THE WSL WEBCASTER ON NAVIGATING LIFE IN SANTA CRUZ AS A BRAZILIAN EXPAT
By Neal Kearney
Ten years ago, Brazilian pro surfer Andre Gioranelli and his pregnant wife, Daniela, arrived in Santa Cruz with limited funds and an even more limited English vocabulary. Culture shock ensued.
“It was crazy at first,” says Gioranelli. “I couldn’t speak [English] … Spanish usually got me by. Brazilians are like Italians—we are very loud and expressive, so it was hard getting used to how mellow everyone is here.”
Like everything else, the local surf scene seemed impossibly foreign. The rigid surf hierarchy was a far cry from the chaotic lineups back home, and this was made all the more difficult to navigate by Santa Cruz’s notorious resistance to outsiders.
Gioranelli, who is now a World Surf League webcast announcer, hails from the beaches of Rio De Janeiro, Brazil. His home break of Postinho is famous for being the site of the Oi Rio Pro, the fourth stop on the Samsung Galaxy World Surf League Tour. The spot’s shifty sandbars occasionally provide quality surf, but the conditions are unpredictable and it’s usually packed to the gills with scrappy locals.
“If you live there and keep a close eye on it you will get some incredible barrels,” says the 40 year old regular footer. “If not, there’s a 95 percent chance it will be closing out when you check it.”
This is how many of Brazil’s beach breaks operate, and the result is a free for all where the generally accepted surf etiquette is thrown out the window. To be noticed by potential sponsors surfers must claw their way to the top of this vicious pack with dogged focus.
As a grom, Gioranelli dreamed of being a pro surfer and competing with the best in the world. He grew up without his father and times were tough, but his mother was very supportive of her son’s decision.
“My mom would ask me, ‘Do you want something? How bad? Then go get it!’” Gioranelli recalls. “So I decided that I was going to work as hard as I could to do just that. I didn’t have a sponsor, only belief in my potential. I fought hard and every year I got better and better.”
In time, Gioranelli secured a sponsor—a local rock band called Detonautas roque Clube that supported him on his rise to the top of the Brazilian ranks. When Americans think of pro surfing, international brand sponsors and a glamorous lifestyle usually come to mind. But Brazilian pro surfing is a veritable grind that rarely pays off. The surfers are so poor and hungry that their focus to succeed makes your average Southern Californian pro appear asleep at the wheel.
“To be a pro surfer in Brazil is really, really hard,” Gioranelli says. “I had a sponsor at the time, but they didn’t pay me a whole lot, so I had to save prizemoney to invest in boards, tickets, hotels—everything. Brazil is so huge and there are so many stops on the tour. I’ve travelled all around Brazil many times, most of the times on bus, where 20-hour bus rides were normal. You really have to want it.”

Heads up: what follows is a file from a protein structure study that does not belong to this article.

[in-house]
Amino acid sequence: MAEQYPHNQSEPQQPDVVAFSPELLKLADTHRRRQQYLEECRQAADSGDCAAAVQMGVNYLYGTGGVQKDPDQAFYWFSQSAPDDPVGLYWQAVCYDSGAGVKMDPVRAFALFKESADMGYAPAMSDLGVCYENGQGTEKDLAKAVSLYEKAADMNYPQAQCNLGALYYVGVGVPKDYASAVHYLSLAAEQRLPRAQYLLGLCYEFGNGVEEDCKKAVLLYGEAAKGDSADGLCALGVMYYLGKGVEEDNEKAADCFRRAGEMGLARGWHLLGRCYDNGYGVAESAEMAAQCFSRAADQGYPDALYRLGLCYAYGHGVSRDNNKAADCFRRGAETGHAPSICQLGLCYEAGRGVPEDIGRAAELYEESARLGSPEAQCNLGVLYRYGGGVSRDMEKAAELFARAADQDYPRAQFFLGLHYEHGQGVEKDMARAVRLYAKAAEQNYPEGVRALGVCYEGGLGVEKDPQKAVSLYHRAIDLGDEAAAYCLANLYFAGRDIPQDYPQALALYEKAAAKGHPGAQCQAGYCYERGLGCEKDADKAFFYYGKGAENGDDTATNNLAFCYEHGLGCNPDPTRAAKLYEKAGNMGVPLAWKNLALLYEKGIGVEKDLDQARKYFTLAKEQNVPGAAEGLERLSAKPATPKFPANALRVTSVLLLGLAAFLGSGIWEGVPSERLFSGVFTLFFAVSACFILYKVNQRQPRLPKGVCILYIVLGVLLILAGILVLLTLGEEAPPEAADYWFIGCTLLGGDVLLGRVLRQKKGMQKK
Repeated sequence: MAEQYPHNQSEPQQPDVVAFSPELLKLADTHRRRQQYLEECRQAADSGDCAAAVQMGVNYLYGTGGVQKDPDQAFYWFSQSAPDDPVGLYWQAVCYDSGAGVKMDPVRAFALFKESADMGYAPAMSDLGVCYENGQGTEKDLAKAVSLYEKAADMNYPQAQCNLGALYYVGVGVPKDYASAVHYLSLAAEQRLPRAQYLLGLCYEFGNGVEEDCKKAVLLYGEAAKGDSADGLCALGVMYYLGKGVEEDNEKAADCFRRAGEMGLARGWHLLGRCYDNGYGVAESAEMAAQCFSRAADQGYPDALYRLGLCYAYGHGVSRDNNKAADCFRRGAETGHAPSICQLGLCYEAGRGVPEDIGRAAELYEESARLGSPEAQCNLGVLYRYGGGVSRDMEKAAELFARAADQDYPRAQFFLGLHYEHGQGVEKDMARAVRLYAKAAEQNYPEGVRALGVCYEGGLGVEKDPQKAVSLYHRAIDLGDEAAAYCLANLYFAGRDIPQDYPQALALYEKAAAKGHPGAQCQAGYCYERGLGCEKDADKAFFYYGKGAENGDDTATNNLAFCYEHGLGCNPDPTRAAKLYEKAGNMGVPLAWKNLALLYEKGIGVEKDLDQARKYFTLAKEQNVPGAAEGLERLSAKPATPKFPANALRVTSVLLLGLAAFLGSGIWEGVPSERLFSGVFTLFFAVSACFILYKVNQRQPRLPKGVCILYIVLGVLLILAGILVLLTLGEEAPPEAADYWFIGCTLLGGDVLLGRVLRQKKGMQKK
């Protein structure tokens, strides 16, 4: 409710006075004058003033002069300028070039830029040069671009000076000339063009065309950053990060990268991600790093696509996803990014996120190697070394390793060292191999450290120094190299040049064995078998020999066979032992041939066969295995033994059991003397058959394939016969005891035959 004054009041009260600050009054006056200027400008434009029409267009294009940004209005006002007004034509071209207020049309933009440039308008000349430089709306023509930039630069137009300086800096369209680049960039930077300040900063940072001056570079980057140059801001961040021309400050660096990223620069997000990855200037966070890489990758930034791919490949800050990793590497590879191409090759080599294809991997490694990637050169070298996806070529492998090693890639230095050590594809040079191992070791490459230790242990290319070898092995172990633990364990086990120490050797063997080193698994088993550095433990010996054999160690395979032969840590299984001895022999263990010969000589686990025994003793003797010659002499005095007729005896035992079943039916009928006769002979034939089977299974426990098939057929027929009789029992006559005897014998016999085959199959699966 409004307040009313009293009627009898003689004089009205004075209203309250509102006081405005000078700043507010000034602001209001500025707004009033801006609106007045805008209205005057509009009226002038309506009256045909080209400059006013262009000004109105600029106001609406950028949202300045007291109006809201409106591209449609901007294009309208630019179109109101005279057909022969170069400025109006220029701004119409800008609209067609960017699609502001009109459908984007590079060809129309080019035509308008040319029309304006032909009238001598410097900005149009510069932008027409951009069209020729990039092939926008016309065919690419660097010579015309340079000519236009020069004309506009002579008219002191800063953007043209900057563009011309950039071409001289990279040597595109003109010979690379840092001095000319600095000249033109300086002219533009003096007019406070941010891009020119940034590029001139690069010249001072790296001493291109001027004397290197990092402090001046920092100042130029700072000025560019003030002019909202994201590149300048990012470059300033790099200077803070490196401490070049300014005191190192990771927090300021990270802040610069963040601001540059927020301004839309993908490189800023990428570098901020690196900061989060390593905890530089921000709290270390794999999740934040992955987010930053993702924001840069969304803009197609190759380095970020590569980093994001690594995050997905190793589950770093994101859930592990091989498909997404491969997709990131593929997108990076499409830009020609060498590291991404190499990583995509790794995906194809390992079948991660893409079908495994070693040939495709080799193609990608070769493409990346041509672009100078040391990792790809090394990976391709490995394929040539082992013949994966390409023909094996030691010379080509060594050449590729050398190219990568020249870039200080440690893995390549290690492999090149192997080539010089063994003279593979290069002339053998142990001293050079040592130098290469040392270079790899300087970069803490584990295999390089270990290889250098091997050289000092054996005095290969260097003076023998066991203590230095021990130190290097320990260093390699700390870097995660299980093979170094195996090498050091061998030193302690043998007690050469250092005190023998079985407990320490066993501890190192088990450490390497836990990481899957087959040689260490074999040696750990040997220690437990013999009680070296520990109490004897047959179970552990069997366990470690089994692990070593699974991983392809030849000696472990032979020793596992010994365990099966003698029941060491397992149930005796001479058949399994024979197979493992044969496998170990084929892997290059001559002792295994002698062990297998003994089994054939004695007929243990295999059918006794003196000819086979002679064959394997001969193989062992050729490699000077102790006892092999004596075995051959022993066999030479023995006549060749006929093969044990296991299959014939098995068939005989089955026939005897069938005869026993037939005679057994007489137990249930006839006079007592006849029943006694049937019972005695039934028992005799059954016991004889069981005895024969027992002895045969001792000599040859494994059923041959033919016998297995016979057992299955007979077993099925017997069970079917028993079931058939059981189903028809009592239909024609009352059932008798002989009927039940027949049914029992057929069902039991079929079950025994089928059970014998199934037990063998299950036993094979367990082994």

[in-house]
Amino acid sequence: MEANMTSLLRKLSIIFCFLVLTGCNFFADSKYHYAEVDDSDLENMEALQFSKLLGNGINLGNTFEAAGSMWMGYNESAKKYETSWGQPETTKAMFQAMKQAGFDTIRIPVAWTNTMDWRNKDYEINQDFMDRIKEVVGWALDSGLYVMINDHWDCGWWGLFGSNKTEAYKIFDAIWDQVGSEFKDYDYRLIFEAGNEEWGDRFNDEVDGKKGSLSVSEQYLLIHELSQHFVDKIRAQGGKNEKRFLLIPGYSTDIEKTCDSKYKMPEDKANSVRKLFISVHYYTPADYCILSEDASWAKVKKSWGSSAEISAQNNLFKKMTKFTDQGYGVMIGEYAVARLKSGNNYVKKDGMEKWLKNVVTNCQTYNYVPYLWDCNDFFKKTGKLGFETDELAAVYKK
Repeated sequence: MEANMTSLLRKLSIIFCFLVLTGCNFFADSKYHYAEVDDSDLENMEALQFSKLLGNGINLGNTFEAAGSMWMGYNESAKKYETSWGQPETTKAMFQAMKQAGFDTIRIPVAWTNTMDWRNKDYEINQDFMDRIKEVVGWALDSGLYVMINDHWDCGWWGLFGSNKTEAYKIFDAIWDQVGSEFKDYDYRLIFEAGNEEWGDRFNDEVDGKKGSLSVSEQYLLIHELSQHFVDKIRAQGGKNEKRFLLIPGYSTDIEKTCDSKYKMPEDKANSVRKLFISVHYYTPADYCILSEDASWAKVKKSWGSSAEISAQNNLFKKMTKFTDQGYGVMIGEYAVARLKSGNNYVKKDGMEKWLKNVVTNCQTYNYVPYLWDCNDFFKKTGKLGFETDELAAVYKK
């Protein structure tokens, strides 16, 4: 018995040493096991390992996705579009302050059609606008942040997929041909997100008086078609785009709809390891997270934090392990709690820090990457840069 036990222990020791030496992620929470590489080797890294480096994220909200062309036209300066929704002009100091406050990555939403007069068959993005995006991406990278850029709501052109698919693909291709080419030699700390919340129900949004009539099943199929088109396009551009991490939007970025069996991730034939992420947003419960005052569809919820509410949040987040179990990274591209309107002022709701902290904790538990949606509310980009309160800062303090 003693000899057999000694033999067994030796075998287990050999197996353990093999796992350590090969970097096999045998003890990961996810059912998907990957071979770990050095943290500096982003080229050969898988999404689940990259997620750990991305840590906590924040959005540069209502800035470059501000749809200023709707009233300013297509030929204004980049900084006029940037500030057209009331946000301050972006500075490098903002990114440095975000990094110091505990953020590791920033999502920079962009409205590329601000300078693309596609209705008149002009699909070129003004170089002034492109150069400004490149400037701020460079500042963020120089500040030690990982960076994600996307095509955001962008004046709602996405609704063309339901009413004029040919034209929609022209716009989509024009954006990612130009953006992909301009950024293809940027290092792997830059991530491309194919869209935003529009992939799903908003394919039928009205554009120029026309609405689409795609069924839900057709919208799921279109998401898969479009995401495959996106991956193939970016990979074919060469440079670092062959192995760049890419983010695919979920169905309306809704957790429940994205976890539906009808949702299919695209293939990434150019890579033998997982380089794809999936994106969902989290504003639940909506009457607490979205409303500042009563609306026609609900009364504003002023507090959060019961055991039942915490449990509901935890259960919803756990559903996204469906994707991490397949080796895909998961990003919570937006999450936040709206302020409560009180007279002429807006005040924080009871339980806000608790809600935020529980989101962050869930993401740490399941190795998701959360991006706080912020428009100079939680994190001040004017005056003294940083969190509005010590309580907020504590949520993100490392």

It was an enormous adjustment from that world to the waters of Santa Cruz. He admits that there were some minor run-ins in those early days, but it wasn’t long until he made friendships and began to earn a spot in the lineup.
“In Santa Cruz, being a small town, there are people with a protective attitude of their spot,” he says. “At the same time there are a lot of surfers who, if you respect them, they will respect you back regardless of if you are a local or not. I earned the respect little by little, and also knowing how to surf helped me out. I think with respect and dignity I conquered my space. I don’t consider myself a local but I think people respect me enough so I can surf in peace.”
Soon, he and his wife were settled into their new community. Daniela began teaching yoga, and Gioranelli found steady work doing construction, painting, at jiu jitsu tournaments and also instructing yoga.
Six years ago, Gioranelli’s extensive insight and experience in competitive surfing secured him a dreamy position as a commentator for the Portuguese broadcast of the World Surf League Tour. He calls the action and probes the athletes to get give the viewer a better understanding of the dynamics of a pro-surfing event.
“I had given the pro surfing thing my best effort, but ultimately I wasn’t able to make a career out of it,” he says. “That’s OK. I now have the dream job. I get to go to waves like Jeffreys Bay [South Africa] and Hossegor [France], hang out with a bunch of great surfers and talk about surfing all day. I’m so blessed to have had this opportunity.”
Gioranelli feels as though he’s mellowed out with age and can accept that his raging desire to be the best isn’t driving his existence any longer.
“I was a bit of a dick when I was younger, I have to admit that,” he says. “I was all cocky and aggressive. It was when I started doing yoga that I got a punch in my face. I started to realize [that] my whole life I’ve been a nice guy, but for some reason, in the water, I wasn’t. I wanted all the good waves. … Yoga changed me for the better. I had an awesome teacher and I was learning every day how to be calmer, more respectful to others, to be a local in the water, but a respectful local. Letting it go: the sponsors, the contests, the ego.”
It’s this positivity and dignity that stands out so much to those who know Gioranelli and has led to the local community embracing this now-humble shredder.
“I think we are here in this world to learn, some people will, some people won’t,” he says. “Some people never grow up and they will have their teenage mind forever, and some other people come to realize their mistakes and grow from them.”